Immune checkpoint inhibitor improved survival in rare cancer

Medical laboratory

The addition of pembrolizumab (Keytruda) to gemcitabine and cisplatin improved overall survival in patients with untreated metastatic or unresectable biliary tract cancer, according to results from the Phase III KEYNOTE-966 clinical trial.

The results were presented at the AACR Annual Meeting 2023, held April 14-19 and published in The Lancet.

Biliary tract cancers are rare malignancies arising in the gallbladder, bile ducts, and the ampulla of Vater and are associated with poor patient outcomes.

“The median overall survival for people with advanced biliary tract cancers treated with the standard chemotherapy regimen of gemcitabine plus cisplatin is less than a year, and treatment options after progression are limited,” said presenting author Robin ‘Katie’ Kelley, Professor of Clinical Medicine at the Helen Diller Family Comprehensive Cancer Center at University of California, San Francisco.

The KEYNOTE-966 clinical trial

Kelley and colleagues conducted the multinational KEYNOTE-966 Phase III clinical trial to determine whether adding the immune checkpoint inhibitor pembrolizumab to standard chemotherapy would impact survival outcomes for patients with advanced stages of biliary tract cancer.

The trial enrolled 1,069 patients with metastatic or unresectable biliary tract cancers who had not received prior systemic therapy for their cancers.

Patients in the pembrolizumab arm had a median overall survival of 12.7 months, as compared with 10.9 months among those in the placebo arm. After a median follow-up of 25.6 months, patients treated with pembrolizumab had a 17% lower risk of death than patients who received chemotherapy alone.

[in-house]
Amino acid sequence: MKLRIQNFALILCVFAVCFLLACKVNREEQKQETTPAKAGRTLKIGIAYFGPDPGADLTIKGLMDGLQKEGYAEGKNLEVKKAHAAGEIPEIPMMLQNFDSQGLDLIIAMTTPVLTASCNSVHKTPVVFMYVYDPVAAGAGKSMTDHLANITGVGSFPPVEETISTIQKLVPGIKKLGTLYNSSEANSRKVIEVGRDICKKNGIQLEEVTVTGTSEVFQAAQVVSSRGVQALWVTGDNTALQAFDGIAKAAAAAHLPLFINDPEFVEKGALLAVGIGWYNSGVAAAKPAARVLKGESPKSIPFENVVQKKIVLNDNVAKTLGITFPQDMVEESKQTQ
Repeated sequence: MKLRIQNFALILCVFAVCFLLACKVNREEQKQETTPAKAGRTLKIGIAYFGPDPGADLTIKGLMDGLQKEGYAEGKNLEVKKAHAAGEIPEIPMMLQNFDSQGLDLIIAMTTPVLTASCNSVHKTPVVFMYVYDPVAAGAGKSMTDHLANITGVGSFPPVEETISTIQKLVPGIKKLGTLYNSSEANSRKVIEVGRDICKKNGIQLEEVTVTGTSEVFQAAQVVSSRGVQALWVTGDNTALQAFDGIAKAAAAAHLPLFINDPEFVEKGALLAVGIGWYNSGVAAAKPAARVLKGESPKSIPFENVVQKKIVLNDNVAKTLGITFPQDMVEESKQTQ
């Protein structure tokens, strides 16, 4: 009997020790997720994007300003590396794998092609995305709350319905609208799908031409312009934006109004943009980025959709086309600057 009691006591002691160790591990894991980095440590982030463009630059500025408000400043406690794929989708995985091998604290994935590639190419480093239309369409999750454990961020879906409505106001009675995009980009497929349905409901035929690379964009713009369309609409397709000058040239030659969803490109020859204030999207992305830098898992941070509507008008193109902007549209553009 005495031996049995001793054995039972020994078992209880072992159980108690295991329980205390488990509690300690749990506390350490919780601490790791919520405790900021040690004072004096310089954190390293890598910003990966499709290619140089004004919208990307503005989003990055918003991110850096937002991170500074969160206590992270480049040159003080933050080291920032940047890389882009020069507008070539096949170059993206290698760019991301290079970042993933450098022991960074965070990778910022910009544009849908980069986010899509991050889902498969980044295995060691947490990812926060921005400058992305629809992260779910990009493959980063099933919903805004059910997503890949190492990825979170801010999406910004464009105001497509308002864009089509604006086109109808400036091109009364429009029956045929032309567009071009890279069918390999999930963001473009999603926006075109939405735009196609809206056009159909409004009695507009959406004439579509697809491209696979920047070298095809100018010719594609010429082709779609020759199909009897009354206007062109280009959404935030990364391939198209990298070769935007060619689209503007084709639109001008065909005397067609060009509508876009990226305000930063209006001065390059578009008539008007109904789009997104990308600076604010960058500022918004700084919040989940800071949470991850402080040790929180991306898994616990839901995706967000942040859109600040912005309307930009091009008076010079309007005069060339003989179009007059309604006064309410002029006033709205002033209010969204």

While objective response rates did not differ between the arms, patients in the pembrolizumab arm experienced a longer duration of response (median 9.7 months vs. 6.9 months); however, Kelley noted that the prolonged duration of response should be considered descriptive, as comparative statistical analyses were not performed.

In addition, patients treated with pembrolizumab had a 14% lower risk of disease progression or death after a median follow-up of 13.6 months, but this difference did not meet the study’s prespecified requirements for statistical significance.

Median progression-free survival was 6.5 months and 5.6 months for the pembrolizumab and placebo arms, respectively.

“These data reinforce that patients with advanced biliary tract cancer may have durable immune responses and prolonged survival when an immune checkpoint inhibitor, such as pembrolizumab, is combined with first-line gemcitabine plus cisplatin chemotherapy,” said Kelley. “The durability of responses and proportion of patients with prolonged survival are really meaningful in this difficult-to-treat family of cancers.”

Validation for immune checkpoint inhibition

In September 2022, another immune checkpoint inhibitor, durvalumab (Imfinzi), was approved in combination with chemotherapy as a first-line therapy for patients with advanced biliary tract cancers. The approval was based on results from the TOPAZ-1 clinical trial.

“The KEYNOTE-966 and the TOPAZ-1 studies both mark significant advances in the field and together validate the role of immune checkpoint inhibition in combination with chemotherapy as first-line therapy to improve survival and achieve prolonged durations of response for patients with advanced stages of biliary tract cancers,” said Kelley.

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